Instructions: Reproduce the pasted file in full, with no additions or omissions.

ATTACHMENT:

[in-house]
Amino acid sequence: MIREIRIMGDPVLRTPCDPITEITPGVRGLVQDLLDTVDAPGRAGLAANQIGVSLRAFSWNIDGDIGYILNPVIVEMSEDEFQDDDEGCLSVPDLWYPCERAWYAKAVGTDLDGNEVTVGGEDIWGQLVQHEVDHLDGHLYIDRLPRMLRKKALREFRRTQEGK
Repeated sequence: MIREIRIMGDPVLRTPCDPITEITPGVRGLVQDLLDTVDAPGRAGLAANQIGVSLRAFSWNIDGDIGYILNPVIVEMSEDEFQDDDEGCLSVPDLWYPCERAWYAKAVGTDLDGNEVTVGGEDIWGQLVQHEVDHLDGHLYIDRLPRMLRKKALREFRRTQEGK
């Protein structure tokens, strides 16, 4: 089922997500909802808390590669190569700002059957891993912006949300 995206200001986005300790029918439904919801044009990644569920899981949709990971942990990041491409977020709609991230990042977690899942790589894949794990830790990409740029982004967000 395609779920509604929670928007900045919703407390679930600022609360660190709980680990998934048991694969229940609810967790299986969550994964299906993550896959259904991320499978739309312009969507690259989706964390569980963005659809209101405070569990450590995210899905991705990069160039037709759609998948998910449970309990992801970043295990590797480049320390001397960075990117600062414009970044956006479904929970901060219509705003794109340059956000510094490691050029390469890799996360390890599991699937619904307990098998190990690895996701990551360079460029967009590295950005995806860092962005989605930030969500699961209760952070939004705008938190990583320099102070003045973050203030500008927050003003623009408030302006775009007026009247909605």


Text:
[in-house]
Amino acid sequence: MIREIRIMGDPVLRTPCDPITEITPGVRGLVQDLLDTVDAPGRAGLAANQIGVSLRAFSWNIDGDIGYILNPVIVEMSEDEFQDDDEGCLSVPDLWYPCERAWYAKAVGTDLDGNEVTVGGEDIWGQLVQHEVDHLDGHLYIDRLPRMLRKKALREFRRTQEGK
Repeated sequence: MIREIRIMGDPVLRTPCDPITEITPGVRGLVQDLLDTVDAPGRAGLAANQIGVSLRAFSWNIDGDIGYILNPVIVEMSEDEFQDDDEGCLSVPDLWYPCERAWYAKAVGTDLDGNEVTVGGEDIWGQLVQHEVDHLDGHLYIDRLPRMLRKKALREFRRTQEGK
């Protein structure tokens, strides 16, 4: 089922997500909802808390590669190569700002059957891993912006949300 995206200001986005300790029918439904919801044009990644569920899981949709990971942990990041491409977020709609991230990042977690899942790589894949794990830790990409740029982004967000 395609779920509604929670928007900045919703407390679930600022609360660190709980680990998934048991694969229940609810967790299986969550994964299906993550896959259904991320499978739309312009969507690259989706964390569980963005659809209101405070569990450590995210899905991705990069160039037709759609998948998910449970309990992801970043295990590797480049320390001397960075990117600062414009970044956006479904929970901060219509705003794109340059956000510094490691050029390469890799996360390890599991699937619904307990098998190990690895996701990551360079460029967009590295950005995806860092962005989605930030969500699961209760952070939004705008938190990583320099102070003045973050203030500008927050003003623009408030302006775009007026009247909605």